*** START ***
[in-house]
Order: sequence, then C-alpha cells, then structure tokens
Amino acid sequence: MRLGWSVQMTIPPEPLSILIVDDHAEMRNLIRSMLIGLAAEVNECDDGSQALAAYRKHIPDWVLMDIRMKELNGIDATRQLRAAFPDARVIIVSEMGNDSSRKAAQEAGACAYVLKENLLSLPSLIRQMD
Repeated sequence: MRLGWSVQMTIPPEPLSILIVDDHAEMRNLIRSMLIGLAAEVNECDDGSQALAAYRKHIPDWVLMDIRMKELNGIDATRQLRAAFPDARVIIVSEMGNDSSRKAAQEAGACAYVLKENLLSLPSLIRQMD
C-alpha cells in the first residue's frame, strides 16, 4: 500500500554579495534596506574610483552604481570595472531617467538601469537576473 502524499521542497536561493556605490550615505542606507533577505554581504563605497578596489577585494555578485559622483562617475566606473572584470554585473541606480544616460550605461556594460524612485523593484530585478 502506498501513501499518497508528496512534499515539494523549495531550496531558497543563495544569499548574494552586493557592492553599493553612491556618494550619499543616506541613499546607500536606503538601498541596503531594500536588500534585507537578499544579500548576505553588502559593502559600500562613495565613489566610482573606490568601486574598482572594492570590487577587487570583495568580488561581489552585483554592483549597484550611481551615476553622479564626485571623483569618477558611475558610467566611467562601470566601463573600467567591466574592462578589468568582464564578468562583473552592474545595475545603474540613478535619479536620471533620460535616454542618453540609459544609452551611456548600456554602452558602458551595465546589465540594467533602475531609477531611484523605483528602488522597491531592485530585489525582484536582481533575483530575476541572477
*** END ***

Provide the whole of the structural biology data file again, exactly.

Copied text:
[in-house]
Order: sequence, then C-alpha cells, then structure tokens
Amino acid sequence: MRLGWSVQMTIPPEPLSILIVDDHAEMRNLIRSMLIGLAAEVNECDDGSQALAAYRKHIPDWVLMDIRMKELNGIDATRQLRAAFPDARVIIVSEMGNDSSRKAAQEAGACAYVLKENLLSLPSLIRQMD
Repeated sequence: MRLGWSVQMTIPPEPLSILIVDDHAEMRNLIRSMLIGLAAEVNECDDGSQALAAYRKHIPDWVLMDIRMKELNGIDATRQLRAAFPDARVIIVSEMGNDSSRKAAQEAGACAYVLKENLLSLPSLIRQMD
C-alpha cells in the first residue's frame, strides 16, 4: 500500500554579495534596506574610483552604481570595472531617467538601469537576473 502524499521542497536561493556605490550615505542606507533577505554581504563605497578596489577585494555578485559622483562617475566606473572584470554585473541606480544616460550605461556594460524612485523593484530585478 502506498501513501499518497508528496512534499515539494523549495531550496531558497543563495544569499548574494552586493557592492553599493553612491556618494550619499543616506541613499546607500536606503538601498541596503531594500536588500534585507537578499544579500548576505553588502559593502559600500562613495565613489566610482573606490568601486574598482572594492570590487577587487570583495568580488561581489552585483554592483549597484550611481551615476553622479564626485571623483569618477558611475558610467566611467562601470566601463573600467567591466574592462578589468568582464564578468562583473552592474545595475545603474540613478535619479536620471533620460535616454542618453540609459544609452551611456548600456554602452558602458551595465546589465540594467533602475531609477531611484523605483528602488522597491531592485530585489525582484536582481533575483530575476541572477